Earlier this year, I saw the new Wes Anderson film Moonrise Kingdom and really liked it.
Now that it has received a nomination for Best Original Screenplay, Focus Pictures has made the entire script available on their website. Check it out – it’s illustrated and colorful and a lot of fun.
It’s also available in PDF here.
I’ve eaten at over half of these (including Babes Chicken Dinner House). I was not overly impressed by the list. Most of these restaurants are not very good – they are touristy and over-hyped. They probably were excellent at one time but have jumped the shark and now exist as a caricature of themselves. Some may be excellent, such as, say, The Mansion on Turtle Creek, or Fearing’s but these are so famous you don’t really need an article to tell you that.
Give me an interesting new place over these hoary old chestnuts anyday.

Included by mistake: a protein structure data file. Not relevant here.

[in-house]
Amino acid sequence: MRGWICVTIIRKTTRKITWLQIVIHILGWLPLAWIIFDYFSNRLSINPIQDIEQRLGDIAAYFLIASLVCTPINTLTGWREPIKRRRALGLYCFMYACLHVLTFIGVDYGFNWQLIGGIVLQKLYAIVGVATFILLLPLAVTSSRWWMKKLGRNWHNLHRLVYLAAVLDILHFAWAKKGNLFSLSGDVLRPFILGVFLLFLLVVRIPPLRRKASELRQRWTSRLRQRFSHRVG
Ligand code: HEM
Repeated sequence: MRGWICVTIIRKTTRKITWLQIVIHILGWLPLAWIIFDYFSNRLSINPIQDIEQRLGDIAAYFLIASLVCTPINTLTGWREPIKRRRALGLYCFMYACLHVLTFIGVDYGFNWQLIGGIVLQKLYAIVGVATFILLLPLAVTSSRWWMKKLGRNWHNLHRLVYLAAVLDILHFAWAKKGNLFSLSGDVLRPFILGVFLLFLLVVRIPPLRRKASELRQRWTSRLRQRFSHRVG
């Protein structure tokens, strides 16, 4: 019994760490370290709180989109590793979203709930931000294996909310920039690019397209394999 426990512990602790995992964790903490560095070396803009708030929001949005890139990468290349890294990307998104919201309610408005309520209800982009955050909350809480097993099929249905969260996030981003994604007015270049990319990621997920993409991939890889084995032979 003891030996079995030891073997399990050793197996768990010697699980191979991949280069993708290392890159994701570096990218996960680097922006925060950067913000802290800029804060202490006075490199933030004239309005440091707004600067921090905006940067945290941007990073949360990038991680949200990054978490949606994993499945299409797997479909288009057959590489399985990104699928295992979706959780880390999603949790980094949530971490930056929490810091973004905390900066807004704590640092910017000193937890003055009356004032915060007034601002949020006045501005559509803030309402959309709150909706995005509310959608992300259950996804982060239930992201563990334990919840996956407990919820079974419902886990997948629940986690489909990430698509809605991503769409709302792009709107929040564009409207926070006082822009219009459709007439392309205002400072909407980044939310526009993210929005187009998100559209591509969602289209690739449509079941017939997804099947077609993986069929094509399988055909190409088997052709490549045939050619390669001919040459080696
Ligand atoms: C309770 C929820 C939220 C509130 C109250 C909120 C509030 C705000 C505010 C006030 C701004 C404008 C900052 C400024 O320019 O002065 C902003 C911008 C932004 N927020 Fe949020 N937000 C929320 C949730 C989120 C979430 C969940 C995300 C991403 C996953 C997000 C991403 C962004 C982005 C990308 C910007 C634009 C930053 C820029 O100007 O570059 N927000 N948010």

At the heart of the enduring liberal ideal is a truth that is often forgotten in today’s political debates: the relationship between order and liberty does not have to be zero sum. More government can mean less freedom, and more freedom can mean less government—but things don’t always work out that way.
At one level this is obvious; people don’t so much surrender their liberty by forming a government and agreeing to live in an ordered society as they defend it. Life in an anarchy governed only by the law of the jungle is less free than life as a member of a democratic commonwealth. But this non-zero sum relationship holds in other ways. To have the freedom to drive at 65 miles per hour on an interstate highway, I must accept a lot of rules and restrictions. But the end result of all the requirements about driver’s licenses, insurance, registration and traffic laws is that I can go much faster and farther than I could in a state of nature. There is more order and more liberty in a modern industrial democracy than there is in the forest where our ancestors lived.
The secret of Anglo-American civilization has been its ability to combine the two elements of order and liberty at successively higher levels of both. To think constructively about our future we shouldn’t be thinking about a zero sum tradeoff between order and freedom; we should be thinking about how to build the kind of order that extends our liberty in new and important ways.